Sometimes when you stick a microphone in front of a driver’s face, you have no clue what they may say and a couple of times you’ll hear something that surprises you or gives you a bit of a perspective.
Throughout the 2019 season, I had the opportunity to speak to a bunch of different competitors. During those interviews, there were some quotes that stood out. So it seems only fitting we take a glance back through the year at what was said.
On top of Samantha Shaw’s success behind the wheel, she is also helping to spread awareness about the ladies involved in motorsports through the “Ladies of the Oval” facebook page.
“I have to thank Randi (Seguin) for bringing me on board to help her with the project,” she said. “We have some great plans for the page and calendar and I can’t wait for everyone to see what we’ve been working on! Our main goal with the whole thing is to encourage a more supportive group. There’s enough drama around racing without the few girls that are there tearing each other down too.
“It’s always been strange to me, being thought of as a role model. I just don’t see myself that way. But if we can get more girls out here kicking all the guys’ butts, I can live with the role model status.”
“My favorite moment of the year was the second last night, where in the feature I went toe to toe with Eric Yorke. “It was fun, which was a nice change. I finished an extremely close second, but it was the after race moment which is my favorite. It was cool having the people I always looked up at the track, waiting for me in tech, complementing me on my performance and that it was one hell of a race. That was the moment I knew I gained there respect as a driver and that beats the trophy any day.”
“I think I grew a lot last year as a driver. I was seeing that myself, but then having people like Mike Schmidt, Brian Todish, Frank Casale telling me that they saw that growth because they’re people that have watched since I started in the mini stock. But hearing it from people that are so successful and have been watching me, it means it’s not just me feeling it but them seeing it as well.
“So I personally think I have grown a lot compared to when I started. I was at the back of the pack, getting lapped every lap of every race, to now being in the top-10 consecutively on a weekly basis.”
“I laugh and smile. I say if you have a dream and you put your mind to it, you can accomplish anything. I look at myself and I don’t see the wheelchair; I’m just another race car driver and don’t want special treatment.”
Morgan Robson Jr.
“The division grows and improves every year as times just get faster and faster. The 81 (Samantha Shaw) & 23 (Tyler Seaboyer) looked pretty fast at practice and (Dylan) Holmes was a threat last year, so should be an exciting year to watch.”
“The biggest thing that stood out to me with having a lot of different day/ nights spent in the car was whether it was practice or race time, was having to adjust to the car always changing. Whether it was a different time in the day or temperature in general, it was crazy to me how fast the car could feel so different.”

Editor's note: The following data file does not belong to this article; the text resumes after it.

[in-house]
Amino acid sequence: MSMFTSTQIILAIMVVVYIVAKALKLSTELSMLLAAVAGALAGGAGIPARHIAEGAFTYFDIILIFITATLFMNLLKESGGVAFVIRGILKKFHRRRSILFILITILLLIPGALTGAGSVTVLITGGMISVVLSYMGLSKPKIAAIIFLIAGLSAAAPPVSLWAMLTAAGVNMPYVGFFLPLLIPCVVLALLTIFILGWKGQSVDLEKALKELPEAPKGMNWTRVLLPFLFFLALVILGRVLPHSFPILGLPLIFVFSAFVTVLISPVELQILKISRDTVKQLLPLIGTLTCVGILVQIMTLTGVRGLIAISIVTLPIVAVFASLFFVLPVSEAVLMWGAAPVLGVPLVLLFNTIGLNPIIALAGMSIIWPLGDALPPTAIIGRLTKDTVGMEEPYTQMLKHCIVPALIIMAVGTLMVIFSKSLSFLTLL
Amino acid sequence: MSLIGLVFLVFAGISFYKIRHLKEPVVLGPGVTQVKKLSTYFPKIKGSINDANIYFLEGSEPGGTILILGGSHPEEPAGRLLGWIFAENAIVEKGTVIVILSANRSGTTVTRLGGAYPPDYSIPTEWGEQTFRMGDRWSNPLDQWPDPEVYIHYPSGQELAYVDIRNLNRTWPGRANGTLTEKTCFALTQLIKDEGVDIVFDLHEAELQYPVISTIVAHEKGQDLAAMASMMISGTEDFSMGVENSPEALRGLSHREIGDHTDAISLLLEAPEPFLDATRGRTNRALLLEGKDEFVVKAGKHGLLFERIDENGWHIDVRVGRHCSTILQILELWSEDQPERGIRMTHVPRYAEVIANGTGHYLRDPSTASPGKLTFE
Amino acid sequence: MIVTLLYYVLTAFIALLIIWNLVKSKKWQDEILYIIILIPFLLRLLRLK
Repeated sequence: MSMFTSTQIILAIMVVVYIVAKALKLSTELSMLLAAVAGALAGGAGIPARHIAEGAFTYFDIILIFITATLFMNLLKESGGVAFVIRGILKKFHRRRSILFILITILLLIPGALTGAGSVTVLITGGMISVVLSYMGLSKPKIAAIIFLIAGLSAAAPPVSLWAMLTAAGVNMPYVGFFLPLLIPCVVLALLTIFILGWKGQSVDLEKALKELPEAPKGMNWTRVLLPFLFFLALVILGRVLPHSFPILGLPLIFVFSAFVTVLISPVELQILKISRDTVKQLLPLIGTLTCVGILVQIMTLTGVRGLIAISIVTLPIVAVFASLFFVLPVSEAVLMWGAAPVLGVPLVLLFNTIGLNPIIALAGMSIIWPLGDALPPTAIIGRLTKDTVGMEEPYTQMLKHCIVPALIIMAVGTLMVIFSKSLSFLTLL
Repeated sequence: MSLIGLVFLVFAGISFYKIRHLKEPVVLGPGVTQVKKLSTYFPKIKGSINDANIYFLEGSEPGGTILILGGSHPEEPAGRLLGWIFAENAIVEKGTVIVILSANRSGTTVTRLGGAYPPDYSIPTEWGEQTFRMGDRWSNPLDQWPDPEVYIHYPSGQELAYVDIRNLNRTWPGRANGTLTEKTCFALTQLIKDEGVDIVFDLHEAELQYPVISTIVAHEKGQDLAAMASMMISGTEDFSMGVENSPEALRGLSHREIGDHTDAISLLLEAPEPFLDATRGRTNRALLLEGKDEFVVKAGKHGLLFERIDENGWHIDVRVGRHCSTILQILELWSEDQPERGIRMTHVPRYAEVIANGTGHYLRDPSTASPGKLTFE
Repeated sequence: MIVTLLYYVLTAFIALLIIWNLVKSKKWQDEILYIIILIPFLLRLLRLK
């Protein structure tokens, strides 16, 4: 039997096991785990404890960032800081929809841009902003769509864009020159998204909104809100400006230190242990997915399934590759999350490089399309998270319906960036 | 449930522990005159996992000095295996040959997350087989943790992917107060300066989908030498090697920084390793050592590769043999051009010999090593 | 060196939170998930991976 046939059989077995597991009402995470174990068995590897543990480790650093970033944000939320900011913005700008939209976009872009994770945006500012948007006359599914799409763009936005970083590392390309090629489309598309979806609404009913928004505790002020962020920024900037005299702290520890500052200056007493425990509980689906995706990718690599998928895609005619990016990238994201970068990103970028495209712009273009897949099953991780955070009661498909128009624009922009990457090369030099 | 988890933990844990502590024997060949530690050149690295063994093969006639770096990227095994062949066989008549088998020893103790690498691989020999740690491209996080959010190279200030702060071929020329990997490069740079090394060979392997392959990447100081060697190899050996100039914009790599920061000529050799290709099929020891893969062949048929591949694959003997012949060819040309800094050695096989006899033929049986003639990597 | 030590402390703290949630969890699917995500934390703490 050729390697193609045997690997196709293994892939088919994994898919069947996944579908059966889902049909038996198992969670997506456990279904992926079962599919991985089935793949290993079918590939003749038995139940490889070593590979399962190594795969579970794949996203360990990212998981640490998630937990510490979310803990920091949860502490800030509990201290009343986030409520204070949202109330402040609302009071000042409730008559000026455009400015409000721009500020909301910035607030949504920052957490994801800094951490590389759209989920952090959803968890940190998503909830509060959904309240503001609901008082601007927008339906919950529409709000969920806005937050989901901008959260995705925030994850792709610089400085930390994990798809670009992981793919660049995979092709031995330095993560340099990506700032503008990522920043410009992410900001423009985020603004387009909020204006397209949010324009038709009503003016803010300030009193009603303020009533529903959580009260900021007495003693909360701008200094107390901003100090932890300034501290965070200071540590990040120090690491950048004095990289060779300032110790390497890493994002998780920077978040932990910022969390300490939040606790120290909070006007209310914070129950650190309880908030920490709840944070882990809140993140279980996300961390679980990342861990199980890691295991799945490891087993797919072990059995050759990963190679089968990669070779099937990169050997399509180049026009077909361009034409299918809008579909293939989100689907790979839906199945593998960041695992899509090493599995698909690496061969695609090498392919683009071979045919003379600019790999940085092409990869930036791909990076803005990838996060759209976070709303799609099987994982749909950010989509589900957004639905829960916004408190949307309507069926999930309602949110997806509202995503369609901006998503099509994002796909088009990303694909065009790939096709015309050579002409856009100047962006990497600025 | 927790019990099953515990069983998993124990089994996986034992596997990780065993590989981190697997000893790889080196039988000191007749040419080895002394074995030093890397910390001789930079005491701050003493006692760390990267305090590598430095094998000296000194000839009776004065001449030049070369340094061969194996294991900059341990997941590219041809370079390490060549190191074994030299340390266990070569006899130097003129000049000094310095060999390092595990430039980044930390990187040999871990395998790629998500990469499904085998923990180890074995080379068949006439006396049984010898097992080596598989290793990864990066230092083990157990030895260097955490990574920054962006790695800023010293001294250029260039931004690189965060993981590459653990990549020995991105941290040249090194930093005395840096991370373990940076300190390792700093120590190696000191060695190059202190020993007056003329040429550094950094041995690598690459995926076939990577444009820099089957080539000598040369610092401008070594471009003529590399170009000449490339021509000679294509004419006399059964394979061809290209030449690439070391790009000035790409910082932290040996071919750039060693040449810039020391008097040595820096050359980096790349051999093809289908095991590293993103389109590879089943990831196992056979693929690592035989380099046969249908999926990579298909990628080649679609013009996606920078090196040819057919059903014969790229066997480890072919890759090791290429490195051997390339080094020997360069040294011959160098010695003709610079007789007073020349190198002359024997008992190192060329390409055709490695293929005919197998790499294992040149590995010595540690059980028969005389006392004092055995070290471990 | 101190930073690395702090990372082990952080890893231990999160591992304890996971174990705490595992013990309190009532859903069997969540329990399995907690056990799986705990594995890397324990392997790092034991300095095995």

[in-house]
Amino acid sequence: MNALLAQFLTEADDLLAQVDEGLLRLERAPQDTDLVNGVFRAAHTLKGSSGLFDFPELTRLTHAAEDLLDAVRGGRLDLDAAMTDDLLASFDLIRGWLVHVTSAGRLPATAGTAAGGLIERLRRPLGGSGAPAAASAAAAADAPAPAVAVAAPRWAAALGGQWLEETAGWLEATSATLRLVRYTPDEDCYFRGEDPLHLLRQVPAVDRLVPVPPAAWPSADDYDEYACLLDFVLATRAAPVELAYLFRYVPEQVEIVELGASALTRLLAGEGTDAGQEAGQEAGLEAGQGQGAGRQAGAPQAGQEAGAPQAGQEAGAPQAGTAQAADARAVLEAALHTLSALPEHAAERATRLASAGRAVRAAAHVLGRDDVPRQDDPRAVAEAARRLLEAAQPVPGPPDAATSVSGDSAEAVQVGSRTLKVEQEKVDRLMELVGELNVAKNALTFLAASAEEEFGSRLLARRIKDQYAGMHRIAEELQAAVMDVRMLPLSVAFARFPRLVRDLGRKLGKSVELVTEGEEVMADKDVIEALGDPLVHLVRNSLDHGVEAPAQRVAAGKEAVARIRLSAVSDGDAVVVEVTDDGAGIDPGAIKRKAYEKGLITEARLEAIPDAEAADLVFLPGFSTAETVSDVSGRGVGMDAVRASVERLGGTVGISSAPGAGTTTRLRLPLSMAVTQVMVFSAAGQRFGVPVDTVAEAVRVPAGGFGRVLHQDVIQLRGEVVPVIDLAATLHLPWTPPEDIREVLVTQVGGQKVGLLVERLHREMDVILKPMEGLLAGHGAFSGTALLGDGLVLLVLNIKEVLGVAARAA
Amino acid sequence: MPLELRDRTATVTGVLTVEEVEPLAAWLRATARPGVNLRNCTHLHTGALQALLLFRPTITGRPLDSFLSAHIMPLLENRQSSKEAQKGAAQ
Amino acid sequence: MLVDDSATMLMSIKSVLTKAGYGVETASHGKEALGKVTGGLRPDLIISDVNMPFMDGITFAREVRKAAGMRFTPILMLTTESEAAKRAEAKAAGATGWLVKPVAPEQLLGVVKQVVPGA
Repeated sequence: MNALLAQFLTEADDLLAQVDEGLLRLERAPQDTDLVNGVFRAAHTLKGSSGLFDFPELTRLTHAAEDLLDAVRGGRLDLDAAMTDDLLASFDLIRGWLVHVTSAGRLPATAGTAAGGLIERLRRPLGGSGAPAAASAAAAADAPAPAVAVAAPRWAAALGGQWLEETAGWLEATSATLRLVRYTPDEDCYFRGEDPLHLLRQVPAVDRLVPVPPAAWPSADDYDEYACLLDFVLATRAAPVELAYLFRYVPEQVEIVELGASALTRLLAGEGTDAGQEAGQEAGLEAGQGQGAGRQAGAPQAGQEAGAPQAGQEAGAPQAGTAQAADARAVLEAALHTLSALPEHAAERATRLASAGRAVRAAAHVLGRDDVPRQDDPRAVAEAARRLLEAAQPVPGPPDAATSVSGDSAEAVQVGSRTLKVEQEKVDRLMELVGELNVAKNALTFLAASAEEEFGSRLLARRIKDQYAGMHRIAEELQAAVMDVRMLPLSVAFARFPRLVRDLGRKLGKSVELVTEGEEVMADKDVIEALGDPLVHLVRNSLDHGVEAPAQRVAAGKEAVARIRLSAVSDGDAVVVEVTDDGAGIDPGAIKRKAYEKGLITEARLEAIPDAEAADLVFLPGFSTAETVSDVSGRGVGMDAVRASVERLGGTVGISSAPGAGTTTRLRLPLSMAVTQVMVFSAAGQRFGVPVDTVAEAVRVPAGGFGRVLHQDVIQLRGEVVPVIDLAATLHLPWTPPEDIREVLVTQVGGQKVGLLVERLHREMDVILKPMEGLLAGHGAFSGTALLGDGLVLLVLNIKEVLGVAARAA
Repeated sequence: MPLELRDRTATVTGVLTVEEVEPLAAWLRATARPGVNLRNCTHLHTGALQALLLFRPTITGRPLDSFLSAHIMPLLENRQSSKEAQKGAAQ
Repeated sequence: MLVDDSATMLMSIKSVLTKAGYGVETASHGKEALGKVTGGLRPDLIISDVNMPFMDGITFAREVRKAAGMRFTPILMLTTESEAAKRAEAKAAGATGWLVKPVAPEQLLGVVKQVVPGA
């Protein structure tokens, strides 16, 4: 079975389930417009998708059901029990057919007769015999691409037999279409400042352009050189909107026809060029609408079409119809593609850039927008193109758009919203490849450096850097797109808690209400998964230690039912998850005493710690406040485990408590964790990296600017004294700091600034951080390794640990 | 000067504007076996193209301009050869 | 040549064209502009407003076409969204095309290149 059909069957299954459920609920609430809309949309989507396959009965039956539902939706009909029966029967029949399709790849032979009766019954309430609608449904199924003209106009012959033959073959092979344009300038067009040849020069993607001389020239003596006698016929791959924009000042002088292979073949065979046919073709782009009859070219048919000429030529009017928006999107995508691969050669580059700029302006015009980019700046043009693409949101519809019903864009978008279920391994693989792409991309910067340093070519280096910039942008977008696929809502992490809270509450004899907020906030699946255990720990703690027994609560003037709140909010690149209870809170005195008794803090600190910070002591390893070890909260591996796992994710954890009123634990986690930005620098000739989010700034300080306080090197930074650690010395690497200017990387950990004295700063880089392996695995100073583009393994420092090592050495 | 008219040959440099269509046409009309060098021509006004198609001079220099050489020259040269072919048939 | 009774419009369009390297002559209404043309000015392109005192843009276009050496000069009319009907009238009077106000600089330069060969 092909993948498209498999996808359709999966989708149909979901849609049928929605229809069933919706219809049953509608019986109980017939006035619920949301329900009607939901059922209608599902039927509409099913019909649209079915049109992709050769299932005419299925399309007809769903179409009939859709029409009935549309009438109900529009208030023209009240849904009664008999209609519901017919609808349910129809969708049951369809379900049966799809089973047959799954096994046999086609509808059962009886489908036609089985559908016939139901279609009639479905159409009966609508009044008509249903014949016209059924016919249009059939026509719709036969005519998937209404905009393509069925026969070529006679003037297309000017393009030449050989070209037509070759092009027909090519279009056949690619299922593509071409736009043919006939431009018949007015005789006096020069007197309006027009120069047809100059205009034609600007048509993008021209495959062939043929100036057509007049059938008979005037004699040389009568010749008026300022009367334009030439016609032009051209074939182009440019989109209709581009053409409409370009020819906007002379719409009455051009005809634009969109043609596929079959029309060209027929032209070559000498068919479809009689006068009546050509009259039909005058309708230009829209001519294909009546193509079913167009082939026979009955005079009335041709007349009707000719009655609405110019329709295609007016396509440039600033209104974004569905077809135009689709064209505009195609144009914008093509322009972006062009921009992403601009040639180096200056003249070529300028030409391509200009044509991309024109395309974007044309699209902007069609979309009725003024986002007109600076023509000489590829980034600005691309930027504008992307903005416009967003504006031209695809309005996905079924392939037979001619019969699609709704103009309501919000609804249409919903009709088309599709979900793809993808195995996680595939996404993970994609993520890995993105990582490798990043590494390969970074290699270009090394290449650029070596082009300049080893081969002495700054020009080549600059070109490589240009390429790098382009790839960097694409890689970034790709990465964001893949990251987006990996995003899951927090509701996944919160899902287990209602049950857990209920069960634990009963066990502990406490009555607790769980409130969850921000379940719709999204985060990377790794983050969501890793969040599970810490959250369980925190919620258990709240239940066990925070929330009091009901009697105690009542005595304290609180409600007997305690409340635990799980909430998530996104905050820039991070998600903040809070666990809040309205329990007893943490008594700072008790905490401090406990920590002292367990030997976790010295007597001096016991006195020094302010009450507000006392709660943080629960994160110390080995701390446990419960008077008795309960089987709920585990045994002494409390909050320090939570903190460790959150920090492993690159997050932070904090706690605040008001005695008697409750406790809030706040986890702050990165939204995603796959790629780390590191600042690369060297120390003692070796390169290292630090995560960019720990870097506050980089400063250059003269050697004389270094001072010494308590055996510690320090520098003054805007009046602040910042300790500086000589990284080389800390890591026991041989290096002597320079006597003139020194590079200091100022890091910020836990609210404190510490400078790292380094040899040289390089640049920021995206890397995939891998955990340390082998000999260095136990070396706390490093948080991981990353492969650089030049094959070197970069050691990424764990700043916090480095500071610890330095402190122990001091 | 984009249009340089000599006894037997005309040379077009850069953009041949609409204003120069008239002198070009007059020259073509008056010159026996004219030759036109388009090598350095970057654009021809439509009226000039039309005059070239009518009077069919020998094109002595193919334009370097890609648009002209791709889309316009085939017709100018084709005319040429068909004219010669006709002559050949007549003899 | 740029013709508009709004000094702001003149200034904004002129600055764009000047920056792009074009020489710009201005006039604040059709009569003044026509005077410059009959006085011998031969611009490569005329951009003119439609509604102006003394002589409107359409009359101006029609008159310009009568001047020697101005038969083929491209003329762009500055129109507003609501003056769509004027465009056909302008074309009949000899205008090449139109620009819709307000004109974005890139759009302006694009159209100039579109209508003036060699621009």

“The competition level at Sunset is all over the map with people that can come out and stomp the field in the first three laps, to people that you can lap in the first three laps because it’s their first year racing. So the competition is everywhere and this year it is hard to say where the majority of it will be, especially with the rumours going around about who’s running full time.”
“I was hooked on going as fast as possible. In my early 20’s, I got the speed bug again and drag raced for a few years. But I was always a stock car fan, going to the track with family and helping whenever I could. Then I met Shawn McGlynn on a job site in Barrie and now I’m where I am today getting ready for my rookie season at sunset Speedway this 2019.”
“Our most memorable moments this season were the times at the track on practice nights making the car faster. We had a couple of other great drivers including Cameron McGlashan to help us out.
“I’m doing my best not to even think about that. I’m there to race, and have fun. ‘Points racing’ is never my focus. If you run well, everything else figures itself out. It’s certainly different being looked at as the car-to-beat, and it’s not a feeling I’m at all used to. But dad and I have worked hard to earn that reputation.”
“It’s my getaway. The track is unlike anything else and just has always felt like home. It’s something I look forward to the moment I leave to the very next weekend.”
“To be in a male dominant sport, it’s hard. And a lot of girls have mixed emotions about this because it’s either it doesn’t affect me because I’m as competitive as everyone else, or it does affect me because I am being treated differently. I think I’m not as competitive as everybody else, but I feel I have enough respect in the community that I am not looked at as oh that’s girl, that’s a girl driver. I would like to think that I’m looked as a driver like everyone else.
“But obviously to fans outside, I am that female. I’ll be the first one to admit that I get more publicity because I am a female, but I am using that to make a difference. I think being a female in motorsports – if I was a male doing this right now, I wouldn’t be as successful. I will forever be grateful that I am a woman, forever.
“I’m glad to have woman like Kendra Adams, yourself, my mother, Sandra (Todish) who owns Sunset, and Carol (Slaughter) – I have amazing woman surrounding me that are pushing me to do better that are business woman who know what it’s like to struggle and work in the industry that I want to go into. Even speaking on the educational panel at Motorama, having those three girls together and hear the different stories, and knowing they succeeded, it’s another thing that fuels me because it’s hard for woman in any career to succeed. Knowing I have this great group around me, I know I will succeed.”